Monday, September 5, 2016

Spraying for Zika mosquitos destroying bee colonies?


Alan Yuhas reports for The Guardian
:


Huddled around their hives, beekeepers around the south-eastern US fear a new threat to their livelihood: a fine mist beaded with neurotoxin, sprayed from the sky by officials at war with mosquitos that carry the 
Zika virus.

Earlier this week, South Carolina beekeepers found millions of dead honey bees carpeting their apiaries, killed by an insecticide. Videoposted by a beekeeper to Facebook showed thousands of dead insects heaped around hives, while a few survivors struggled to move the bodies of fellow bees.
“This is what’s left of Flowertown Bees,” a despondent keeper says in the video. Company co-owner Juanita Stanley told the Associated Press her farm looked “like it’s been nuked” and estimated 2.5 million bees were killed.
In another Facebook post, South Carolina hobbyist Andrew Macke wrote that he had lost “thousands upon thousands of bees” and that the spraying had devastated his business. “Have we lost our mind,” he wrote, “spraying poison from the sky?”
Around the US, bees and other pollinators contribute an estimated $29bn to farm income. Clemson University’s department of pesticide regulation is investigating the incident.
The program head, Dr Mike Weyman, said that though South Carolina has strict rules about protecting pollinators, county officials were using the neurotoxin, Naled, under a clause exempting them in a “clear and public health crisis”.
More than three dozen people have tested positive for Zika in South Carolina, Weyman said, and officials have made it a priority to prevent local transmissions through the Aedes aegypti mosquito.
“We don’t want one of those mosquitos having a blood meal on an individual we’ve already determined was positive,” Weyman said. “We know beyond a shadow of a doubt that [Zika] is up and running in Florida. If it gets in the mosquito population ... you’re playing catch-up.”
South Carolina’s protocol for Zika infections is to alert local officials of a carrier’s residence, which they “consider a ground zero”, Weyman said. Local authorities then target the local mosquitos in a 200-yard radius, in this case with spray.
Flowertown Bees was listed on local records but not in the state’s voluntary registry of pollinators, according to Weyman. “We know where the big ones are,” he said, “but as you can see this was a fairly large operation and almost right smack dab in the spray path.”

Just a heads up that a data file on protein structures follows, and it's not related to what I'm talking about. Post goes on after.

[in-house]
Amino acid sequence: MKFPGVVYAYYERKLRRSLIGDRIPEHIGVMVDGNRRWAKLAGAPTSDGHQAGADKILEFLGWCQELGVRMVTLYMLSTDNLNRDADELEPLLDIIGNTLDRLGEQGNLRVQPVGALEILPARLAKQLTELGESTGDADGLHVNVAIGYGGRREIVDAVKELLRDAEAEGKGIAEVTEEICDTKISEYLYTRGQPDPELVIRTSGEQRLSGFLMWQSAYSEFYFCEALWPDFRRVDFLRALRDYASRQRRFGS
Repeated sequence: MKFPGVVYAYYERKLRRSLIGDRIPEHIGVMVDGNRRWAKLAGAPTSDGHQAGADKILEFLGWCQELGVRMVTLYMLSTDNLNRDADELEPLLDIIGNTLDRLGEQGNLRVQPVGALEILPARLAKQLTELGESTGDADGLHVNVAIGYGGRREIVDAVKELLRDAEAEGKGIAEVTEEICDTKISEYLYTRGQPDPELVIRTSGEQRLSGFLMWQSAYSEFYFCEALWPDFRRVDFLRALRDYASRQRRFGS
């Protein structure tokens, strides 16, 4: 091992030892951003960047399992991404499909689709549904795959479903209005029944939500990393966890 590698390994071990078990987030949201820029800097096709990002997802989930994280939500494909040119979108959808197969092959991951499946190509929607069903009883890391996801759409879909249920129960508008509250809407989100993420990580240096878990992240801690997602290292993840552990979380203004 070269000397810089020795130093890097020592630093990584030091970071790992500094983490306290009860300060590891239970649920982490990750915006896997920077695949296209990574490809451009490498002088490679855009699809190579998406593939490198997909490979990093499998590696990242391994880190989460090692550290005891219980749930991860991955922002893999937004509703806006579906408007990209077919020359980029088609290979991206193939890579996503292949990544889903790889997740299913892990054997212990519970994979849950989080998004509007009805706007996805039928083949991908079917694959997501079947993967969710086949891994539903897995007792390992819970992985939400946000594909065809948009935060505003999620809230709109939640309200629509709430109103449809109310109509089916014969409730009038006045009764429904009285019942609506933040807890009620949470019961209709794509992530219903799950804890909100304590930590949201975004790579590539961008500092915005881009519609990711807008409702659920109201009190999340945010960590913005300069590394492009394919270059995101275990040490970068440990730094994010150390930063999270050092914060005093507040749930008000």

Despite the investigation into what went wrong, the killing has beekeepers worried about what might happen next.
“Everyone that I’ve spoken to has major concerns about the effect” of insecticides, said Jennifer Holmes, vice-president of the Florida State Beekeepers Association and the co-owner of a company with about 300 colonies north of West Palm Beach.
Comparing bees to cows or other pillars of agriculture, she said: “If there was a regulation that allowed some spraying that would kill half of your livestock overnight, how would recover your livelihood?”
Holmes has spent the last week working with beekeepers and state and county officials. The keepers, she said, fear “not just the immediate die-offs, but possible genetic die-offs or sterility” for bees that survive the first sprays.
“We understand the serious threat of possible disease,” she said, “but we also have to maintain our agricultural livelihood.”
A Louisiana beekeeper, who requested anonymity because of work with county officials, added another set of concerns: careless mixture and application of chemicals, mismanagement and long-term imbalance in the ecosystem.
“In order to ‘fix’ the problem,” the keeper said, “it will all have to begin with re-establishing healthy soil that will nourish a healthy plant population that will nourish healthy populations, whether it be the honeybee or a deer.
“Chemical application of any sort creates an imbalance from the ground up, even if a simple mosquito is the target.”
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